Clay vessels were made in Ancient Greece for multiple purposes. Placed on an agora, they were a receptacle for vine, grain or oil for sale. Installed over a grave, they played the part of a funerary monument. In city houses, various cylices, amphorae or phials had both the utilitarian and decorative functions. But no matter what purpose they served, those vessels were always storytellers. There were stories depicted on them: scenes from the everyday life, tales of faraway cities or myths about gods and heroes. In the series “Made in Ancient Greece” by Anna Frants, classical vessels continue to tell stories by visual means, only, instead of black or red figures, the artists uses contemporary videos proving that an object from the past could be a great vehicle for a narrative about the present.
Ridiculing snobbishness of our conventional thinking, sculpture plays on principles of our vision, time that long term memory takes to pulls out cliches, and perfect proportions of the Greek pottery.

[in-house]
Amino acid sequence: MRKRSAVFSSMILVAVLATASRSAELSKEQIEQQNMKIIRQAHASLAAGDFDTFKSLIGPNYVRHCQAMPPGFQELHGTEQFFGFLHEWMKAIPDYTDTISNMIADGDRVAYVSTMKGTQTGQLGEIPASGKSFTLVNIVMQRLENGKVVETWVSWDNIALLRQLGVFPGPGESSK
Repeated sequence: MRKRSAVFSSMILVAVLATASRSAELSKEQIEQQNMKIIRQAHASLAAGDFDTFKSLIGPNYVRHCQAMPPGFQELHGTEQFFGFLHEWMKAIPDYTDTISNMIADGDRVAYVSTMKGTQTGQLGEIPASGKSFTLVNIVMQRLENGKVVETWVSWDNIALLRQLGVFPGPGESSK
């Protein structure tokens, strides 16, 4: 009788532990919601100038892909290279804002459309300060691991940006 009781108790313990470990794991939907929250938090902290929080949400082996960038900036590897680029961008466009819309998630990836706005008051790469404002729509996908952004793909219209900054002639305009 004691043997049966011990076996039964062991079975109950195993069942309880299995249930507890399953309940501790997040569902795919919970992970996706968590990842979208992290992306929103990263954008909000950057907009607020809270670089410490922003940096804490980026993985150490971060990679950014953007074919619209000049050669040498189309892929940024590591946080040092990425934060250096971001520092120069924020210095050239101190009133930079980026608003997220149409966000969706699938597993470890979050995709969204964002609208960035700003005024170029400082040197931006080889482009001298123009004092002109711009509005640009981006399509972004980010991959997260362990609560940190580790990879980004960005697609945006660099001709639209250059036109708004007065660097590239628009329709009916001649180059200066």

Anna Frants is an internationally known media artist and curator. She graduated from Baron Stieglitz St. Petersburg Academy of Art & Industry and also studied at Pratt Institute School of Advanced Studies in New York.
Anna Frants’ interactive art installations have been exhibited at top venues across the world. Recent highlights from 2009 until the present time include exhibiting in the St. Petersburg Biennial, Moscow Biennial and Polish Biennial, Kuoseino Sato Museum of Contemporary Art (Fukuoka, Japan), The Museum of Art and Design (New York, USA), The State Hermitage Museum (St. Petersburg, Russia), Chelsea Art Museum (New York, USA), RSProjects (Berlin, Germany), VAP / Gogolfest (Kiev, Ukraine) and Transmediale (Berlin, Germany) as well as participating in a 17 day expedition to The Arctic Circle with The Farm Foundation of Arts and Sciences.
Frants is represented by Borey Gallery (St. Petersburg, Russia), Dam, Stuhltrager Gallery (Brooklyn, USA & Berlin, Germany) and Barbarian Gallery (Zurich, Switzerland). Her works can be found in collections of Museum of Art and Design (New York, USA), Kolodzei Art Foundation (New York, USA), Sergey Kuryokhin Center for Modern Art (St. Petersburg, Russia) and private collections.